Revisiting Wilson's trade targets show a different QB landscape


About a year ago Russell Wilson’s agent presented a list of four teams suitable for a trade for his client.

Washington didn’t make the cut.

The good news, however, is a lot can change in a year.

Half of the teams on Wilson’s 2021 list made major investments at the quarterback position, effectively eliminating their need or desire to trade for Wilson.

After an elaborate dance towards a long-term contract, Dallas finally locked up it’s own franchise QB Dak Prescott to a four-year, $160 million contract. The Bears traded up nine spots in last year's draft to grab athletic passer Justin Fields, a move that also cost them a first and fourth-round pick in this year's draft.

The other two teams underwent offseason coaching changes and don’t look nearly the same as this time last year.

For the Raiders, Derek Carr delivered perhaps his best season in 2021 and guided Las Vegas to a Wild Card spot. New head coach Josh McDaniels seems prepared to embrace Carr in a way the previous administration never quite did.

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New Orleans saw a tremendous loss with the resignation of Super Bowl-winning coach Sean Payton. The Saints still have talent and opted for continuity by promoting defensive coordinator Dennis Allen to the top coaching spot, but it’d be hard for anyone to argue the QB position in New Orleans is as attractive today as it was a season ago.

With Prescott signed through 2026, it's safe to take Dallas out of this conversation, but it’s premature to completely shut down the other options that previously attracted Wilson.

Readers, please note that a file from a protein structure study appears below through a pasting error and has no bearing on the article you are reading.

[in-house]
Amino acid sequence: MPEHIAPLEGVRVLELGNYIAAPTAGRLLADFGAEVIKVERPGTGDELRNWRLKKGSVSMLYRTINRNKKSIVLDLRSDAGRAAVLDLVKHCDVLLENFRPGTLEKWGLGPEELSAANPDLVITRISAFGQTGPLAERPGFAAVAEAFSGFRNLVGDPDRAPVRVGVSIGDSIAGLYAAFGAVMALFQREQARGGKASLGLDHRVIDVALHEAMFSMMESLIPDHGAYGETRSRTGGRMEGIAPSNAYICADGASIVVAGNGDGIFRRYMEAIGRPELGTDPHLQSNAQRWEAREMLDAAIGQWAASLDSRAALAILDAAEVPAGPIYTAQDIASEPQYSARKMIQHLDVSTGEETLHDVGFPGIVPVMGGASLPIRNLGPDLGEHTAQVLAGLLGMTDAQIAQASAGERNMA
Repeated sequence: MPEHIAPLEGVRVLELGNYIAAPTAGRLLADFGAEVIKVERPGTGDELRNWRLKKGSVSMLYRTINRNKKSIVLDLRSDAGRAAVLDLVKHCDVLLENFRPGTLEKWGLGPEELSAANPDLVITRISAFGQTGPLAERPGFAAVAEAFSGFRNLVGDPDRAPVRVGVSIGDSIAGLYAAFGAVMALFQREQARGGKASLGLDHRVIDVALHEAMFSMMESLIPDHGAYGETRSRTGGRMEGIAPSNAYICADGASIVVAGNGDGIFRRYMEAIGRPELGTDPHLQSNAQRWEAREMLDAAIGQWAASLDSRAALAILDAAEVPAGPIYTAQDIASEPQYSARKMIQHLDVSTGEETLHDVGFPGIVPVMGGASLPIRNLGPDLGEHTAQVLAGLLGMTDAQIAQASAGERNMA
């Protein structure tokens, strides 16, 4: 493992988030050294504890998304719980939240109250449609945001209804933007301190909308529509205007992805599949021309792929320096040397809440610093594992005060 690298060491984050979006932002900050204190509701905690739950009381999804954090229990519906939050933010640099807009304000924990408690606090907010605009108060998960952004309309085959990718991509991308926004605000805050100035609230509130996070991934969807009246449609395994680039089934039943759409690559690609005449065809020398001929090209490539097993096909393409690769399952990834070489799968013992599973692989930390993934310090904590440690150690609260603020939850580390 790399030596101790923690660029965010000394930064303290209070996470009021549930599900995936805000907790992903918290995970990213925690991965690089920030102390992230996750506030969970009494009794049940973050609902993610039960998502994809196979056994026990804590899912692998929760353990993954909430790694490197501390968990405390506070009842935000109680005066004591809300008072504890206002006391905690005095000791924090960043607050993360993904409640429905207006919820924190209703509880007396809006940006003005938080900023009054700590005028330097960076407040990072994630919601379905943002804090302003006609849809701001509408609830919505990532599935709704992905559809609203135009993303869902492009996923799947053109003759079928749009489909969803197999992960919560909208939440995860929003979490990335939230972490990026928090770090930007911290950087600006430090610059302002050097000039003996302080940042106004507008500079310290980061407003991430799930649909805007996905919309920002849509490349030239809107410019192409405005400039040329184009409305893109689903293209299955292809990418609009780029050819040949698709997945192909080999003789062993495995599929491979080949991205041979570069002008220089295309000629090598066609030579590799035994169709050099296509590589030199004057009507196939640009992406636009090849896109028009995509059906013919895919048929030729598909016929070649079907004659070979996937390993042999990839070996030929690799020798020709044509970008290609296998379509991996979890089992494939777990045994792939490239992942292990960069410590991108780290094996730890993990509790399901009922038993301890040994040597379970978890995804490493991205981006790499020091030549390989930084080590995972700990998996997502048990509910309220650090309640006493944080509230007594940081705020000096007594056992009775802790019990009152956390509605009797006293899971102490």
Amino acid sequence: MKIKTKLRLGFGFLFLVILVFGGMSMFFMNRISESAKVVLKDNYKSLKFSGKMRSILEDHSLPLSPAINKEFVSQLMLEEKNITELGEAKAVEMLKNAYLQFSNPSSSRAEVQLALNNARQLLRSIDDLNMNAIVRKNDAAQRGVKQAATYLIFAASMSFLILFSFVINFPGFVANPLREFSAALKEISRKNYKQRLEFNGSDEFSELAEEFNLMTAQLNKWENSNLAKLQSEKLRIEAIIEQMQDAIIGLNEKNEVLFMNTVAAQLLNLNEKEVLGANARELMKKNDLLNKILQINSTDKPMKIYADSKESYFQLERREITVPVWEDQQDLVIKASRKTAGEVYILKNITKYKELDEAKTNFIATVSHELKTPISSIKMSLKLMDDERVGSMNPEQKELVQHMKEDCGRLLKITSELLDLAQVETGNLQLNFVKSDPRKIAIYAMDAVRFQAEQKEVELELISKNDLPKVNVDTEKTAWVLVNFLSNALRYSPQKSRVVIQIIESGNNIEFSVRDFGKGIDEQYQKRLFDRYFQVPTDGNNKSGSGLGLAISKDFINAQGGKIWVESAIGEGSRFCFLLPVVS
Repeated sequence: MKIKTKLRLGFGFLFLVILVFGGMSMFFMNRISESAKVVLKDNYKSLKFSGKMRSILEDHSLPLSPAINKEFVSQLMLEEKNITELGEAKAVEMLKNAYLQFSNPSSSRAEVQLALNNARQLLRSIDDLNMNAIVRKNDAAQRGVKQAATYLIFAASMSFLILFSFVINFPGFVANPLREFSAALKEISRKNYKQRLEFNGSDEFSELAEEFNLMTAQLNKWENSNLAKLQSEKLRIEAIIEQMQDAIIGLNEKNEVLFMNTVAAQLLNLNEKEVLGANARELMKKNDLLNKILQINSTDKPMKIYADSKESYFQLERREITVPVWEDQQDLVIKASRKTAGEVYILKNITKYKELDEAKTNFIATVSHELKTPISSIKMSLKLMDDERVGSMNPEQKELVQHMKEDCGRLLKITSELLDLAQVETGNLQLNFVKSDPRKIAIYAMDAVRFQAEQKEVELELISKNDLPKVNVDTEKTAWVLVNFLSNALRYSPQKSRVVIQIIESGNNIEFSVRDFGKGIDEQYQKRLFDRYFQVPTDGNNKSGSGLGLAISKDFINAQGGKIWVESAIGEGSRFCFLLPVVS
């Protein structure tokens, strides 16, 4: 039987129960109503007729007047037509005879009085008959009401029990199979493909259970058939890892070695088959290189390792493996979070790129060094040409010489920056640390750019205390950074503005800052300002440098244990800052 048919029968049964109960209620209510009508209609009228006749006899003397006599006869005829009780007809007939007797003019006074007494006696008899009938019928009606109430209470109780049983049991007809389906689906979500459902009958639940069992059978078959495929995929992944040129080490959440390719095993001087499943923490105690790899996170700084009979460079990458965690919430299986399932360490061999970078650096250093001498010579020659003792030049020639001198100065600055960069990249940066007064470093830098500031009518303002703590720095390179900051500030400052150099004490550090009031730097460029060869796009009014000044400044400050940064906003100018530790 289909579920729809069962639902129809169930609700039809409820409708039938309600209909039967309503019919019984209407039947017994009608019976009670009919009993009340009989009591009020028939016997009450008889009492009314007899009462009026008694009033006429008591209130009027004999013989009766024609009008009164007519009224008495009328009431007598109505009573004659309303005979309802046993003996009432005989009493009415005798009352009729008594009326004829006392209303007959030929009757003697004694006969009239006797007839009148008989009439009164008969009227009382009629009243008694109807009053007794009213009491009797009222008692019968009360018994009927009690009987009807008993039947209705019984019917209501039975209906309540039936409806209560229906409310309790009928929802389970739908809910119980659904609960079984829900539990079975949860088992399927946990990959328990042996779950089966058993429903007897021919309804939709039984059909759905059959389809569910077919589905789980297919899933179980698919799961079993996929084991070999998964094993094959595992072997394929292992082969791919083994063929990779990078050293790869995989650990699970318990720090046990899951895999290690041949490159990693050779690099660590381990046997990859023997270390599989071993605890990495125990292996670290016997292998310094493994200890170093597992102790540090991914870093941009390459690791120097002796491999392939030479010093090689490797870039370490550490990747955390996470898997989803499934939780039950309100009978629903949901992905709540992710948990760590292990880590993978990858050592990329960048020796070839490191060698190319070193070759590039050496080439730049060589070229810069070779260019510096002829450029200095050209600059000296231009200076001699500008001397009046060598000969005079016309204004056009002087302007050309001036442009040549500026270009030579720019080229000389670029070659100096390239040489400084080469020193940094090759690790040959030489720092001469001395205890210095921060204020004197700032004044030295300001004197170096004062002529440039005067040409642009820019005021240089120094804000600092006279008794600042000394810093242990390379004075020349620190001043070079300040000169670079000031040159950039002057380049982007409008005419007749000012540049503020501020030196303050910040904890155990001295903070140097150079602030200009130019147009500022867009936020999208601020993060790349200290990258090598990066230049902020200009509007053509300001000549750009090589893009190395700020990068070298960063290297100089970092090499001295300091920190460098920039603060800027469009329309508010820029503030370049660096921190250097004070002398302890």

What if Vegas offers Carr and a draft pick in return for Wilson? Might be unlikely but not impossible.

Chicago could do something similar with Fields, although the Bears are light on draft capital after moving up to acquire the former Ohio State passer.

New Orleans doesn’t have an impressive signal-caller to send back unless Seattle likes Taysom Hill. Seems odd but Sean Payton sure liked Hill.

The entire conversation around a Russell Wilson trade might be silly to begin with. 

It makes little if any sense that the Seahawks want to move on from a quarterback of Wilson's caliber, a nine-time Pro Bowler with a Super Bowl ring. But the trade speculation got real enough last year that Wilson's agent provided a list of suitable teams, and the 2021 season in Seattle was a bust. The team finished in last place in the NFC West and missed the playoffs for the first time since 2017. 

After suffering a finger injury, Wilson also missed three games in 2021, the first time in his NFL career he's been forced to miss action. In turn his completion percentage dipped to 64.8, his lowest figure since 2017. Wilson threw just 25 touchdowns in 14 games, his lowest scoring output since 2016. 

Even with the down 2021 season, nobody is suggesting Wilson's star has faded. At least nobody writing in this space. 

It does seem possible that Seattle might want to hit the refresh button and try to build back up in the draft. The Seahawks have mortgaged their draft picks for veteran players for years and don't hold a first-round pick this year. Trading Wilson would likely provide a bonanza of draft capital and jump start a Seahawk rebuild. 

And there's a ton of speculation that Wilson wants out of Seattle. Perhaps it's to a bigger city or something more viable for his musician wife. Who knows what's real and what's not here, but there is a scenario where a trade could make sense for both sides. 

The point is that nothing stands still in the NFL. A list of trade targets from a year ago looks completely different now.

Washington didn’t make the list in 2021.

That doesn’t mean the Commanders can’t make a new list in 2022.

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